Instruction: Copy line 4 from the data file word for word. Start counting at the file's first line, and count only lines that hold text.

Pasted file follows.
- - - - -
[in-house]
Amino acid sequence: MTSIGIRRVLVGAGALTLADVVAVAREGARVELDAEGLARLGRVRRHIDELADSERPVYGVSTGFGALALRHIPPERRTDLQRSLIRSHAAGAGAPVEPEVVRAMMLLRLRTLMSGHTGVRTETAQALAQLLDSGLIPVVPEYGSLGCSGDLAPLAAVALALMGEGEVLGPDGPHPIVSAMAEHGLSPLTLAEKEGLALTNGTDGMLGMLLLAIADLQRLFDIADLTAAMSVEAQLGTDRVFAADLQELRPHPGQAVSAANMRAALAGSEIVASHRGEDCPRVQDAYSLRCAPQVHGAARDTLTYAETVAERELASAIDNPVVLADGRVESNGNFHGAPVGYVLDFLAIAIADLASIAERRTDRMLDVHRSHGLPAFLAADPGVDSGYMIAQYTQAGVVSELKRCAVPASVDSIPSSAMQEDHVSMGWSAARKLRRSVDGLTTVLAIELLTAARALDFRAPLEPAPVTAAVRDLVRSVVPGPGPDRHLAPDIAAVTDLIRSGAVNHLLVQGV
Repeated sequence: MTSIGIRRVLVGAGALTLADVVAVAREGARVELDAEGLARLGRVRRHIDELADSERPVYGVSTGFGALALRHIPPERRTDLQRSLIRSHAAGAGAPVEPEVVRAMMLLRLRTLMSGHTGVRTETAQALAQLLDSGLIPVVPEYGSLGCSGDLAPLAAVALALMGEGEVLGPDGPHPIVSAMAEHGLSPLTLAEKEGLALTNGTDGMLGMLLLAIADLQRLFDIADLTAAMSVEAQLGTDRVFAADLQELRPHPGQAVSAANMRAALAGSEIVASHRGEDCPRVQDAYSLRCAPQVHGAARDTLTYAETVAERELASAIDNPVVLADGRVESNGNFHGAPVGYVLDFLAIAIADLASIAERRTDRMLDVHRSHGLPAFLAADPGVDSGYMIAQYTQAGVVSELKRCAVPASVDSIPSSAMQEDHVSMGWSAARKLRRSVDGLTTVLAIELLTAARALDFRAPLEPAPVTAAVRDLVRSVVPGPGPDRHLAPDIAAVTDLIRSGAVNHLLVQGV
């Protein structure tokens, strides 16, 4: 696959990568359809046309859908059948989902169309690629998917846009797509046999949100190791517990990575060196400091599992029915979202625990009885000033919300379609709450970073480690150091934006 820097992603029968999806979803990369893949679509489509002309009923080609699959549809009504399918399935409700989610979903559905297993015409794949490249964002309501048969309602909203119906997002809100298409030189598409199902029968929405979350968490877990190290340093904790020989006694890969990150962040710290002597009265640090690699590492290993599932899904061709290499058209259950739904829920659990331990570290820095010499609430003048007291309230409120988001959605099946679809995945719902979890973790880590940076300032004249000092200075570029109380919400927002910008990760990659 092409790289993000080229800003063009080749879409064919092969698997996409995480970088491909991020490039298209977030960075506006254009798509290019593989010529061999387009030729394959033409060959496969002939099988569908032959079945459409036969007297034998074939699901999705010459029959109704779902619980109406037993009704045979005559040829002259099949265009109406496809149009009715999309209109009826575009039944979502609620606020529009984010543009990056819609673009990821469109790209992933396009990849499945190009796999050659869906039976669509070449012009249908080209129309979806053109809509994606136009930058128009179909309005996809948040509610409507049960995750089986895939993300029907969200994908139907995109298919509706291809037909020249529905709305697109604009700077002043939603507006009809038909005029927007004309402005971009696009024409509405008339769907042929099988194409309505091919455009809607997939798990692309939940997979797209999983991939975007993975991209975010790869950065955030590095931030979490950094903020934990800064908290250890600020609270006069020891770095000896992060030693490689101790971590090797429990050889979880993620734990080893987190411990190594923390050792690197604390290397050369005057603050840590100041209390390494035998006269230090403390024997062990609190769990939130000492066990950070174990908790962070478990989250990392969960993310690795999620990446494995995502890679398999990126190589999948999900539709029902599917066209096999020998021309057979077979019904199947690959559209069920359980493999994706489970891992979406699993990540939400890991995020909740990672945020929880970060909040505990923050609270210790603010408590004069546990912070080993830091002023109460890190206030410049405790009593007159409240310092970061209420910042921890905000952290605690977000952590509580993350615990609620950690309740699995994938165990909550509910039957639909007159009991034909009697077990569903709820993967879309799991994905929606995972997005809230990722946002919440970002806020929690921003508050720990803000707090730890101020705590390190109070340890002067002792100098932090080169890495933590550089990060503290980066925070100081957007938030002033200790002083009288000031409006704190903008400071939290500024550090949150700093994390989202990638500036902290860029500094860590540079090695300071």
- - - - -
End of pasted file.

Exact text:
């Protein structure tokens, strides 16, 4: 696959990568359809046309859908059948989902169309690629998917846009797509046999949100190791517990990575060196400091599992029915979202625990009885000033919300379609709450970073480690150091934006 820097992603029968999806979803990369893949679509489509002309009923080609699959549809009504399918399935409700989610979903559905297993015409794949490249964002309501048969309602909203119906997002809100298409030189598409199902029968929405979350968490877990190290340093904790020989006694890969990150962040710290002597009265640090690699590492290993599932899904061709290499058209259950739904829920659990331990570290820095010499609430003048007291309230409120988001959605099946679809995945719902979890973790880590940076300032004249000092200075570029109380919400927002910008990760990659 092409790289993000080229800003063009080749879409064919092969698997996409995480970088491909991020490039298209977030960075506006254009798509290019593989010529061999387009030729394959033409060959496969002939099988569908032959079945459409036969007297034998074939699901999705010459029959109704779902619980109406037993009704045979005559040829002259099949265009109406496809149009009715999309209109009826575009039944979502609620606020529009984010543009990056819609673009990821469109790209992933396009990849499945190009796999050659869906039976669509070449012009249908080209129309979806053109809509994606136009930058128009179909309005996809948040509610409507049960995750089986895939993300029907969200994908139907995109298919509706291809037909020249529905709305697109604009700077002043939603507006009809038909005029927007004309402005971009696009024409509405008339769907042929099988194409309505091919455009809607997939798990692309939940997979797209999983991939975007993975991209975010790869950065955030590095931030979490950094903020934990800064908290250890600020609270006069020891770095000896992060030693490689101790971590090797429990050889979880993620734990080893987190411990190594923390050792690197604390290397050369005057603050840590100041209390390494035998006269230090403390024997062990609190769990939130000492066990950070174990908790962070478990989250990392969960993310690795999620990446494995995502890679398999990126190589999948999900539709029902599917066209096999020998021309057979077979019904199947690959559209069920359980493999994706489970891992979406699993990540939400890991995020909740990672945020929880970060909040505990923050609270210790603010408590004069546990912070080993830091002023109460890190206030410049405790009593007159409240310092970061209420910042921890905000952290605690977000952590509580993350615990609620950690309740699995994938165990909550509910039957639909007159009991034909009697077990569903709820993967879309799991994905929606995972997005809230990722946002919440970002806020929690921003508050720990803000707090730890101020705590390190109070340890002067002792100098932090080169890495933590550089990060503290980066925070100081957007938030002033200790002083009288000031409006704190903008400071939290500024550090949150700093994390989202990638500036902290860029500094860590540079090695300071």